Venue: Denver, USA
Travel report by Brock Salier
With the support of a JH Lord Travel Grant, I attended the SEG 2002 “Global Exploration: Integrated Methods of Discovery” conference in Denver, USA, from 14-16 April 2002. At the conference I presented a poster on my PhD research in the Laverton area, specifically on the Wallaby gold deposit. The title of my research presentation was “Isotopic Constraints on the Genesis of Alteration at the Wallaby Gold Deposit, Western Australia”. Following the conference, I attended a field trip, run by Richard Goldfarb of the USGS, on which we visited the world-class Carlin, Comstock and Motherlode districts in the western USA.
The Wallaby gold deposit has reserves of over 8 Moz Au, and has a mine life of around eight years, which is expected to take production beyond 2010. The deposit is located near Laverton in a greenschist-facies domain of the Archean Eastern Goldfields Province of the Yilgarn Craton, Western Australia. A 1200m thick, basalt-dominated cobble conglomerate hosts gold mineralisation, and is underlain by volcanoclastic rocks, chert and BIF, with the basal contact defined by a 250m thick ductile shear-zone. Alkaline dykes, which intrude the conglomerate, are associated with a pipe-like zone of actinolite-magnetite-epidote-calcite alteration. The magnetite content of the alteration creates a 600m diameter, circular, aeromagnetic anomaly above the deposit. Gold mineralisation, which is hosted in a series of subhorizontal fracture zones, is associated with silica-albite-pyrite-dolomite alteration, and is largely confined within the magnetite-rich pipe.
My research concentrated on using the sulphur, samarium-neodymium, rubidium-strontium and carbon-oxygen isotope systems to identify if a genetic link exists between gold mineralisation and the magnetite-rich alteration, which aided discovery of this blind deposit.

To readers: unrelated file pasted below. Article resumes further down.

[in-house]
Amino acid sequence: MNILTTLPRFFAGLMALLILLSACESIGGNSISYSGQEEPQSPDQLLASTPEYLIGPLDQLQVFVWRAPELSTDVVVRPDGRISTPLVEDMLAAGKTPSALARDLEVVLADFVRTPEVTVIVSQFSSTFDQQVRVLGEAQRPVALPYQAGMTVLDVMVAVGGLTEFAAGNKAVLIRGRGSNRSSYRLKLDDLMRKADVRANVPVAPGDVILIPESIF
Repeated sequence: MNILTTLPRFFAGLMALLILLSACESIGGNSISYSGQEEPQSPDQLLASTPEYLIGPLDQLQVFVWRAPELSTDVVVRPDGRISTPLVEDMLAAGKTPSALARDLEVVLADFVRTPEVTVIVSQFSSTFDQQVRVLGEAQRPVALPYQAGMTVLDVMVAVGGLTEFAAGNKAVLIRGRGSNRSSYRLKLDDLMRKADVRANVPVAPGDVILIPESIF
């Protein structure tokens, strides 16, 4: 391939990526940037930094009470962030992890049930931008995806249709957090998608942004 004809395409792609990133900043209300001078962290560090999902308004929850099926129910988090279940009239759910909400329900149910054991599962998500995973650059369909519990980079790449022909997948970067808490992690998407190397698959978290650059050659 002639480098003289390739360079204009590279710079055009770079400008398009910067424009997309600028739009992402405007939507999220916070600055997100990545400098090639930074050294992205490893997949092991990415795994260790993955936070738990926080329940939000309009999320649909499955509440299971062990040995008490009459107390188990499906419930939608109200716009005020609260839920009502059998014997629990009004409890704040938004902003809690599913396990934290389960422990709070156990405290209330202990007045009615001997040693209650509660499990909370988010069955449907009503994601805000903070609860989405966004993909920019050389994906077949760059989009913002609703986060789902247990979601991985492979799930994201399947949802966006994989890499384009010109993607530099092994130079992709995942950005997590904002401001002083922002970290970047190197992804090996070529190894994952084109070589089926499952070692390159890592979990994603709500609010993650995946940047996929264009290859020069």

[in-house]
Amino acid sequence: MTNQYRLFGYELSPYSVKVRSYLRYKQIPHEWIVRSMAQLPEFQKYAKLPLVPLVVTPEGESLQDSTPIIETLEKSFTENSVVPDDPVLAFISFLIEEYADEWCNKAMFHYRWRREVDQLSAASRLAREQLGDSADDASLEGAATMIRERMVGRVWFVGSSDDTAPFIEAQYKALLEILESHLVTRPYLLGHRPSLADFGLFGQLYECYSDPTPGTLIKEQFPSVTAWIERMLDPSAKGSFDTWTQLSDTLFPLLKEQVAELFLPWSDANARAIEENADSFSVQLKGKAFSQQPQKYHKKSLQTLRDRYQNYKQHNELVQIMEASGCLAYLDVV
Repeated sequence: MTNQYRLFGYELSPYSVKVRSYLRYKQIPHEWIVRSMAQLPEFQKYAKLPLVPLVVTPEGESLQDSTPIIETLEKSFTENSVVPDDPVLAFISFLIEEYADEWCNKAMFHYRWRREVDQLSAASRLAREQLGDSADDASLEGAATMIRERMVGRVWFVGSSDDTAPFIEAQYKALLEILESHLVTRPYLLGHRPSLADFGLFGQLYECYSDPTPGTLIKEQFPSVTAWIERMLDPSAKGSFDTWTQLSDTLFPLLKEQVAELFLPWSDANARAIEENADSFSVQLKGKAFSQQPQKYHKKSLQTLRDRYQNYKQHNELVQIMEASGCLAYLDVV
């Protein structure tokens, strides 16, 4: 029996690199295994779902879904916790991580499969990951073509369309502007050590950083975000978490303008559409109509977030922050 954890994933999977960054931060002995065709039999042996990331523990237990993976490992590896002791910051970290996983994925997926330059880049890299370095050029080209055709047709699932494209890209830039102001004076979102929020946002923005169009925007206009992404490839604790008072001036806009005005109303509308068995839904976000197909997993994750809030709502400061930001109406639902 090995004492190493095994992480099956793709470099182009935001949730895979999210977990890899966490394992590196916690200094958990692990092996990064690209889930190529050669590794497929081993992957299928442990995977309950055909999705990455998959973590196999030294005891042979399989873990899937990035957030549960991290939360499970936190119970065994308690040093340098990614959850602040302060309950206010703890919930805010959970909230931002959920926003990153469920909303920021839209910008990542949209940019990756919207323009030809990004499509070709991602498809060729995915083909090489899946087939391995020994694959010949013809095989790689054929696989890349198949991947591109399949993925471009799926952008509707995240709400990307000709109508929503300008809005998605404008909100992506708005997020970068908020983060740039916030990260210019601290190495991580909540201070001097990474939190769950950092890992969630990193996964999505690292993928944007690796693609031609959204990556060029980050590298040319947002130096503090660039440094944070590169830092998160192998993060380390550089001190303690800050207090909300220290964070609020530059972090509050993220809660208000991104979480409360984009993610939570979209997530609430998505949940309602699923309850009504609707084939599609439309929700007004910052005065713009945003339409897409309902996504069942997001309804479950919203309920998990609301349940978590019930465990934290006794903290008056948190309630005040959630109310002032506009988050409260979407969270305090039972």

My isotopic data argue against a proximal magmatic source for auriferous fluids, but are consistent with the formation of the extensive magnetite-actinolite rich alteration pipe through an influx of magmatic fluids related to the Wallaby Syenite. Such an influx is interpreted to have created a brittle iron-enriched zone in an otherwise massive conglomerate. Following and/or during deformation, this created a competency contrast, increased fracture permeability, and geochemically favourable conditions (high Fe/Fe+Mg ratio) for gold mineralisation. As such, the aeromagnetic anomaly associated with the Wallaby deposit only characterises the suitable location for gold mineralisation, and can only be used as a vector to mineralisation where structural and other conditions common to Archean orogenic gold deposits are met.
By attending the conference I was able to share my research with many other workers in the field of Archean gold mineralisation, and received valuable feedback. Furthermore, I was able to meet workers in fields other than Archean gold mineralisation, and several people drew valuable analogies with other younger systems. Such feedback is invaluable, as most of the gold industry in Western Australia, and consequently the economic geology research, is based around Archean gold systems. By broadening my understanding of both magmatic and orogenic gold systems, I feel that my research at the Wallaby gold deposit has benefited tremendously. Once again, I would like to thank Geoconferences for their generous support of my attendance at the conference through the JH Lord Travel Grant scheme.